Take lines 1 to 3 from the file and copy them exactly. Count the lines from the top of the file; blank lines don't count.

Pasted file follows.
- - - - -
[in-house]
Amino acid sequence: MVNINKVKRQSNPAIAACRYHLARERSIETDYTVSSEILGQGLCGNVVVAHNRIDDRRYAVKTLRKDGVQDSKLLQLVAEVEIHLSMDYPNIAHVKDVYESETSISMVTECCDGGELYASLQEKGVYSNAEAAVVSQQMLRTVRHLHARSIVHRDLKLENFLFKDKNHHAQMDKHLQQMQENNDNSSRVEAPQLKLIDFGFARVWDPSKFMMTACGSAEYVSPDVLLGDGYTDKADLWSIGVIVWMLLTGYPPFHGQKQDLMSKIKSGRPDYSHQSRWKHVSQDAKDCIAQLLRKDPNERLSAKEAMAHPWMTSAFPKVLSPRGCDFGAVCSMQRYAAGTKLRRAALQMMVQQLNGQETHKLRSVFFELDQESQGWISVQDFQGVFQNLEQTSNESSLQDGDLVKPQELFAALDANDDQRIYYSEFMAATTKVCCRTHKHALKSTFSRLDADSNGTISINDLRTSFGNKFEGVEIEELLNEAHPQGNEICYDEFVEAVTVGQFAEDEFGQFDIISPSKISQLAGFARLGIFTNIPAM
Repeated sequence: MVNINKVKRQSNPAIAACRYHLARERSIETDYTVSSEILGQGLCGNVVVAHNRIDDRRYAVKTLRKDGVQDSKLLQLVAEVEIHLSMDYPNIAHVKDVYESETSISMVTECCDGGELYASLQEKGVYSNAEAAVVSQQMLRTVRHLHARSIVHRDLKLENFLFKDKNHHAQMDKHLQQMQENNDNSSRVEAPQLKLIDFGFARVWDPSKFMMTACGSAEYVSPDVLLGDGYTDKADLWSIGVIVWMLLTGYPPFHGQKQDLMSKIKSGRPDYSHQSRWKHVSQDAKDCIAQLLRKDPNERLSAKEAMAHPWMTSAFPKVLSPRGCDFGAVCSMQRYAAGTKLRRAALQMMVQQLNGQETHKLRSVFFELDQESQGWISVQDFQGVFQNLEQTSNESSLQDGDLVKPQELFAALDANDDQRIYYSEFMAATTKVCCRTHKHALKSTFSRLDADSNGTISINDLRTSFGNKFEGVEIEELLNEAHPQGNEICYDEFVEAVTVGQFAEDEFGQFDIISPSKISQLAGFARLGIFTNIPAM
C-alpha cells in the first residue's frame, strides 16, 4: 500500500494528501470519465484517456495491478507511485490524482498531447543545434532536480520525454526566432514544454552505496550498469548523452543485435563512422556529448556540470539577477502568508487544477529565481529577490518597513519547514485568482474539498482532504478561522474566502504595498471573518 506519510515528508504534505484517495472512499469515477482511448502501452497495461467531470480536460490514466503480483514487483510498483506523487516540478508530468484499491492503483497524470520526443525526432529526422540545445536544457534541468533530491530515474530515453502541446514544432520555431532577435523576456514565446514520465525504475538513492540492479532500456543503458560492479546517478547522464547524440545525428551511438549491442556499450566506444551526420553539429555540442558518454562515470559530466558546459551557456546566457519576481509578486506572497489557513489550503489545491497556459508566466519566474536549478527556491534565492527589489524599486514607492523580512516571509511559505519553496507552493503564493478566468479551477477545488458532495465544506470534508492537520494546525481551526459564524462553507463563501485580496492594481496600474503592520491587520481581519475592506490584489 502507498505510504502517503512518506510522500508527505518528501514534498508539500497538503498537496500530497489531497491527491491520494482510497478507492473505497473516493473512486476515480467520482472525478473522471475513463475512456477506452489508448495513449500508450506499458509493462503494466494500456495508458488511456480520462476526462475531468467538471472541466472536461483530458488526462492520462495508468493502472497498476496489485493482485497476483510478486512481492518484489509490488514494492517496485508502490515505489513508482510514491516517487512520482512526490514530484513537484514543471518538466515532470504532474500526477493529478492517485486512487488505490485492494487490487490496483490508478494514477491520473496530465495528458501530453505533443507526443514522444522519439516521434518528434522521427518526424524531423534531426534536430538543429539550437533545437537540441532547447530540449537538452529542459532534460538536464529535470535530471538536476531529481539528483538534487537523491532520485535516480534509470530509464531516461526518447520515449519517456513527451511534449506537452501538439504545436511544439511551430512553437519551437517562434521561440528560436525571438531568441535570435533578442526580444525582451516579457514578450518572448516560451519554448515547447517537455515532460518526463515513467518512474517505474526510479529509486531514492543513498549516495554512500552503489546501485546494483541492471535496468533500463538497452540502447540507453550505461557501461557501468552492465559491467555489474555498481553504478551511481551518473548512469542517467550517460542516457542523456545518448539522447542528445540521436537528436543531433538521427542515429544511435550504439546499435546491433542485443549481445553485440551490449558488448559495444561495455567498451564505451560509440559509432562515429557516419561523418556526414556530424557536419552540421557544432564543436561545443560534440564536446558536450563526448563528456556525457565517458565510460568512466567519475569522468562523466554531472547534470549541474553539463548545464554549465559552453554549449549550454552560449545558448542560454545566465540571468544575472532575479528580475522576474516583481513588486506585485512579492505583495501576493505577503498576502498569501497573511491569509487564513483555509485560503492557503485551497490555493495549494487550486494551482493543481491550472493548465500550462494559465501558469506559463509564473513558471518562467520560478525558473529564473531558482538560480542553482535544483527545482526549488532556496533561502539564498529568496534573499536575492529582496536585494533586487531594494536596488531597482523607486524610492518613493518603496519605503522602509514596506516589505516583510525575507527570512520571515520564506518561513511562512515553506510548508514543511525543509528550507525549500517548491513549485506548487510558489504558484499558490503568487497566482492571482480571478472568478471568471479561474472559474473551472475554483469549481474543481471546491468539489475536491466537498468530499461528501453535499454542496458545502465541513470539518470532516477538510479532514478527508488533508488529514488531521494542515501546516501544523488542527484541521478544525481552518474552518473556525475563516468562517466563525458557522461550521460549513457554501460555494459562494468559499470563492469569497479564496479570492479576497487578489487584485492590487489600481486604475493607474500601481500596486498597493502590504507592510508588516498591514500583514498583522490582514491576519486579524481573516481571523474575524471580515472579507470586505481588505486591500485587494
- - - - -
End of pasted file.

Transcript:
[in-house]
Amino acid sequence: MVNINKVKRQSNPAIAACRYHLARERSIETDYTVSSEILGQGLCGNVVVAHNRIDDRRYAVKTLRKDGVQDSKLLQLVAEVEIHLSMDYPNIAHVKDVYESETSISMVTECCDGGELYASLQEKGVYSNAEAAVVSQQMLRTVRHLHARSIVHRDLKLENFLFKDKNHHAQMDKHLQQMQENNDNSSRVEAPQLKLIDFGFARVWDPSKFMMTACGSAEYVSPDVLLGDGYTDKADLWSIGVIVWMLLTGYPPFHGQKQDLMSKIKSGRPDYSHQSRWKHVSQDAKDCIAQLLRKDPNERLSAKEAMAHPWMTSAFPKVLSPRGCDFGAVCSMQRYAAGTKLRRAALQMMVQQLNGQETHKLRSVFFELDQESQGWISVQDFQGVFQNLEQTSNESSLQDGDLVKPQELFAALDANDDQRIYYSEFMAATTKVCCRTHKHALKSTFSRLDADSNGTISINDLRTSFGNKFEGVEIEELLNEAHPQGNEICYDEFVEAVTVGQFAEDEFGQFDIISPSKISQLAGFARLGIFTNIPAM
Repeated sequence: MVNINKVKRQSNPAIAACRYHLARERSIETDYTVSSEILGQGLCGNVVVAHNRIDDRRYAVKTLRKDGVQDSKLLQLVAEVEIHLSMDYPNIAHVKDVYESETSISMVTECCDGGELYASLQEKGVYSNAEAAVVSQQMLRTVRHLHARSIVHRDLKLENFLFKDKNHHAQMDKHLQQMQENNDNSSRVEAPQLKLIDFGFARVWDPSKFMMTACGSAEYVSPDVLLGDGYTDKADLWSIGVIVWMLLTGYPPFHGQKQDLMSKIKSGRPDYSHQSRWKHVSQDAKDCIAQLLRKDPNERLSAKEAMAHPWMTSAFPKVLSPRGCDFGAVCSMQRYAAGTKLRRAALQMMVQQLNGQETHKLRSVFFELDQESQGWISVQDFQGVFQNLEQTSNESSLQDGDLVKPQELFAALDANDDQRIYYSEFMAATTKVCCRTHKHALKSTFSRLDADSNGTISINDLRTSFGNKFEGVEIEELLNEAHPQGNEICYDEFVEAVTVGQFAEDEFGQFDIISPSKISQLAGFARLGIFTNIPAM